Alan Borsuk: t’s an emergency. It says so right there on the legal papers: “Order of the State Superintendent for Public Instruction Adopting Emergency Rules.” But it’s a curious kind of emergency. Elsewhere in the paperwork, it uses the term “difficulties.” Maybe that’s a better way to put it. Underlying the legal language lie questions … Continue reading ‘Emergency’ effort to address teacher shortages reflect larger education issues
A second-grade teacher notices that one of her students lacks fluency when reading aloud. The first thing the teacher should do to help this student is assess whether the student also has difficulties with:
Don’t worry if you’re not into metacognition. The correct answer is decoding — at least according to the people who put together the test teachers must pass in Massachusetts if they are going to teach children to read.
The Massachusetts test is about to become the Wisconsin test, a step that advocates see as important to increasing the quality of reading instruction statewide and, in the long term, raising the overall reading abilities of Wisconsin students. As for those who aren’t advocates (including some who are professors in schools of education), they are going along, sometimes with a more dubious attitude to what this will prove.
The Wisconsin Department of Public Instruction officially launched the era of the new test for reading licenses with a memo sent last week to heads of all teacher preparation programs in the state. The memo spelled out the details of implementing a law passed in 2011 that called for Wisconsin to use the Massachusetts test. The memo included setting the passing score, which, after a short phase-in period, will match what is regarded as the demanding Massachusetts standard.
In a nutshell, after Jan. 31, 2014, anyone who wants to get a license that allows them to teach reading in Wisconsin will have to pass this test, with 100 multiple choice questions and two essay questions, aimed at making sure they are adequately prepared to do so. (Those currently licensed will not need to pass the test.)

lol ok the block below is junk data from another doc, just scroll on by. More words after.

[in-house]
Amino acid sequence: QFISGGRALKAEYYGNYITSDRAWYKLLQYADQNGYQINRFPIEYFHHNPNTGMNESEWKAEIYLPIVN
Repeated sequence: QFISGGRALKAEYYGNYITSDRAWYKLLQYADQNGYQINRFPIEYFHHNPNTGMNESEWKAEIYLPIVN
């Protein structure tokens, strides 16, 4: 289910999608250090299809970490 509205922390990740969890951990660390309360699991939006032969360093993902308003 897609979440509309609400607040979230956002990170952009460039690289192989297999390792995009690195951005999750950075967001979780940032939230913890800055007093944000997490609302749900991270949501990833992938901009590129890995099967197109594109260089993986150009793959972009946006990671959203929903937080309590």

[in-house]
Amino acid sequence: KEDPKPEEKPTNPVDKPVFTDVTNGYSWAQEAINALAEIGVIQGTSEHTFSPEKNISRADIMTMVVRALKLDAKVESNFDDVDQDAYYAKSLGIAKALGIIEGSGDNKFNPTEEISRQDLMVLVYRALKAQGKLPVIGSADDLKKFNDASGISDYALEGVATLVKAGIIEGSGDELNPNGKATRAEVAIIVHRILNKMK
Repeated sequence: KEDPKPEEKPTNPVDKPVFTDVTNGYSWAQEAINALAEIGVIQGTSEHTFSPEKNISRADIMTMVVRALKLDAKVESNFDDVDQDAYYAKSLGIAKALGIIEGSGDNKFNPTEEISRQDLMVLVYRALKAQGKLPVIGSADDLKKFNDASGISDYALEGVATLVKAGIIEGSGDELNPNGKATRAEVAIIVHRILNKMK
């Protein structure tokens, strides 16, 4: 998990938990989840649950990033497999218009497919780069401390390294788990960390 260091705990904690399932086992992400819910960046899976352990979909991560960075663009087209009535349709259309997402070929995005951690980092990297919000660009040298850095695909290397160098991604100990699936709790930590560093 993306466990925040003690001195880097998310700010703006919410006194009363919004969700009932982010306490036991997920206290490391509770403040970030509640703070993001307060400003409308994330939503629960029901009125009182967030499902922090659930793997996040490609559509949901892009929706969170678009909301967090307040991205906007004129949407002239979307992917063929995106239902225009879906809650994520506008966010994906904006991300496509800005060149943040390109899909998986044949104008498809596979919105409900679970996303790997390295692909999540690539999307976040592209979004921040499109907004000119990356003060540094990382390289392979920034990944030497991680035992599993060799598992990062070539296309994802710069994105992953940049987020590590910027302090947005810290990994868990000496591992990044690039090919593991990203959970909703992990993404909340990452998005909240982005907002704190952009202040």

Why Massachusetts? Because in the 1990s, Massachusetts launched initiatives, including requiring students to pass a high school graduation test, requiring teachers to pass licensure tests specific to the subjects they teach, and increasing spending on education, especially in schools serving low-income children.
At that point, Wisconsin and Massachusetts were pretty much tied, and down the list of states a bit, when it came to how students were doing. Within a few years, scores in Massachusetts rose significantly. The state has led the nation in fourth- and eighth-grade reading and math achievement for a decade. Wisconsin scores have stayed flat.
Many notes and links on Wisconsin’s adoption of Massachusetts (MTEL) elementary English teacher content knowledge standards. UW-Madison Professor Mark Seidenberg’s recommended Wisconsin’s adoption of MTEL.
The selection of an early reading screener for Wisconsin is a decision of critical importance. Selecting the best screener will move reading instruction forward statewide. Selecting a lesser screener will be a missed opportunity at best, and could do lasting harm to reading instruction if the choice is mediocre or worse.
After apparently operating for some time under the misunderstanding that the Read to Lead Task Force had mandated the Phonological Assessment and Literacy Screen (PALS), the Department of Public Instruction is now faced with some time pressure to set up and move through a screener evaluation process. Regardless of the late start, there is still more than enough time to evaluate screeners and have the best option in place for the beginning of the 2012-13 school year, which by definition is the time when annual screeners are administered.
The list of possible screeners is fairly short, and the law provides certain criteria for selection that help limit the options. Furthermore, by using accepted standards for assessment and understanding the statistical properties of the assessments (psychometrics), it is possible to quickly reduce the list of candidates further.
Is One Screener Clearly the Best?
One screener does seem to separate itself from the rest. The Predictive Assessment of Reading (PAR) is consistently the best, or among the best, in all relevant criteria. This comment is not a comparison of PAR to all known screeners, but comparing PAR to PALS does reveal many of its superior benefits.
Both PAR and PALS assess letter/sound knowledge and phonemic awareness, as required by the statute.
In addition, PAR assesses the important areas of rapid naming and oral vocabulary. To the best of our knowledge, PAR is the only assessment that includes these skills in a comprehensive screening package. That extra data contributes unique information to identify children at risk, including those from low-language home environments, and consequently improves the validity of the assessment, as discussed below.